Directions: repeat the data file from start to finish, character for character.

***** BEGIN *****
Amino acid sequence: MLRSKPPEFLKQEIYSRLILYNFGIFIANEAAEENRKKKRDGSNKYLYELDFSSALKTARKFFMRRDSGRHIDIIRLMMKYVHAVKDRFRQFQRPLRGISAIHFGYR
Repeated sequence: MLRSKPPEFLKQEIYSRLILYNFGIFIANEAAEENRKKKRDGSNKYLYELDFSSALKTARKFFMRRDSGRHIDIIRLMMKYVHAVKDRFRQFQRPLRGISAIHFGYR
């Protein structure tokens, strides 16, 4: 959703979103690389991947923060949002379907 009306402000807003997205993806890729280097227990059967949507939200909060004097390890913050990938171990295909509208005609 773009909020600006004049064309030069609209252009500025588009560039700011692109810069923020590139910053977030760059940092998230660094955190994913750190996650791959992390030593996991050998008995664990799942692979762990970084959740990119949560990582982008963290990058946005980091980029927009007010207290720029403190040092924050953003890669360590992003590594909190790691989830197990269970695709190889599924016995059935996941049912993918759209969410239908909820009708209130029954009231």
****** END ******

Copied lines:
Amino acid sequence: MLRSKPPEFLKQEIYSRLILYNFGIFIANEAAEENRKKKRDGSNKYLYELDFSSALKTARKFFMRRDSGRHIDIIRLMMKYVHAVKDRFRQFQRPLRGISAIHFGYR
Repeated sequence: MLRSKPPEFLKQEIYSRLILYNFGIFIANEAAEENRKKKRDGSNKYLYELDFSSALKTARKFFMRRDSGRHIDIIRLMMKYVHAVKDRFRQFQRPLRGISAIHFGYR
């Protein structure tokens, strides 16, 4: 959703979103690389991947923060949002379907 009306402000807003997205993806890729280097227990059967949507939200909060004097390890913050990938171990295909509208005609 773009909020600006004049064309030069609209252009500025588009560039700011692109810069923020590139910053977030760059940092998230660094955190994913750190996650791959992390030593996991050998008995664990799942692979762990970084959740990119949560990582982008963290990058946005980091980029927009007010207290720029403190040092924050953003890669360590992003590594909190790691989830197990269970695709190889599924016995059935996941049912993918759209969410239908909820009708209130029954009231």